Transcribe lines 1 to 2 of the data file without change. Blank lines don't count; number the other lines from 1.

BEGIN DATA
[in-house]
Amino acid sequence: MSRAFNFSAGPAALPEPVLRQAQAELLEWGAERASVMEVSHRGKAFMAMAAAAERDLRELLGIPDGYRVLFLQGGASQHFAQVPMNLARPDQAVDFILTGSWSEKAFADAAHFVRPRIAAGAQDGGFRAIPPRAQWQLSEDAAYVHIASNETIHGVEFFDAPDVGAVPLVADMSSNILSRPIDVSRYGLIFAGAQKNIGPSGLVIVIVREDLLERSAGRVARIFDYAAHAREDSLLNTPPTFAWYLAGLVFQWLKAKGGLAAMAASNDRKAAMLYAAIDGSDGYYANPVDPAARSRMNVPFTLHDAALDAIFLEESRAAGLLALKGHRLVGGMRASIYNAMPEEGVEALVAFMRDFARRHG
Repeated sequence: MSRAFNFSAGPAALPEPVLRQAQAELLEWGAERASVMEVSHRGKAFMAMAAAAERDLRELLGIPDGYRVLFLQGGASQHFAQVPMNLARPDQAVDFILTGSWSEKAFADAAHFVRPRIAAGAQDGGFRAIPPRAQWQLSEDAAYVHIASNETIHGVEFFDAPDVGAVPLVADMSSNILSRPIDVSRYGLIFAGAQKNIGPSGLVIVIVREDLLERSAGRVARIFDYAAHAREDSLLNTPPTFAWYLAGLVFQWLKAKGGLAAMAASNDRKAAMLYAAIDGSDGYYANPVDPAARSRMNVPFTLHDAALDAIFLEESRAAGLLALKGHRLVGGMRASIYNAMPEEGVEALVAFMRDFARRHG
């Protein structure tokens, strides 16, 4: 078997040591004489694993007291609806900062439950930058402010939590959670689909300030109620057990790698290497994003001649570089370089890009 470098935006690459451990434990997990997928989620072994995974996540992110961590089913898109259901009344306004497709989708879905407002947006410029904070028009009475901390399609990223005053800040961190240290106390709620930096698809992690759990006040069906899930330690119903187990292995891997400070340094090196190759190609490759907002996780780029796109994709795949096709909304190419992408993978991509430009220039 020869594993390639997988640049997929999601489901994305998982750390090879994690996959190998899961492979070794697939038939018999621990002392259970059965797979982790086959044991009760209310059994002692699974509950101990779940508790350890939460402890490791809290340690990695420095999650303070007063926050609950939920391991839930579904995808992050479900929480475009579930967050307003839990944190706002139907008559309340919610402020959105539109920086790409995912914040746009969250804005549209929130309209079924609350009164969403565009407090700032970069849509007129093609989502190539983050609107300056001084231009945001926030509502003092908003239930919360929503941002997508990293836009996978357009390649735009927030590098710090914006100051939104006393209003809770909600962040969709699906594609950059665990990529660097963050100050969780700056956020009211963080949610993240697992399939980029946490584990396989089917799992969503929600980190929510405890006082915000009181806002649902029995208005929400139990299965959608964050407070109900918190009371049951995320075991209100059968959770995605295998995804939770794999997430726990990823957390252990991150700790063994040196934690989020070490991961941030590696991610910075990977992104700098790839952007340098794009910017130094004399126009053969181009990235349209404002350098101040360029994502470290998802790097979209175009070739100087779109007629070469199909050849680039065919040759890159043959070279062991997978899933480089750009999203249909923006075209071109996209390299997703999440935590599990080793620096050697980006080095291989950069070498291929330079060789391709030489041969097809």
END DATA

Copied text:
[in-house]
Amino acid sequence: MSRAFNFSAGPAALPEPVLRQAQAELLEWGAERASVMEVSHRGKAFMAMAAAAERDLRELLGIPDGYRVLFLQGGASQHFAQVPMNLARPDQAVDFILTGSWSEKAFADAAHFVRPRIAAGAQDGGFRAIPPRAQWQLSEDAAYVHIASNETIHGVEFFDAPDVGAVPLVADMSSNILSRPIDVSRYGLIFAGAQKNIGPSGLVIVIVREDLLERSAGRVARIFDYAAHAREDSLLNTPPTFAWYLAGLVFQWLKAKGGLAAMAASNDRKAAMLYAAIDGSDGYYANPVDPAARSRMNVPFTLHDAALDAIFLEESRAAGLLALKGHRLVGGMRASIYNAMPEEGVEALVAFMRDFARRHG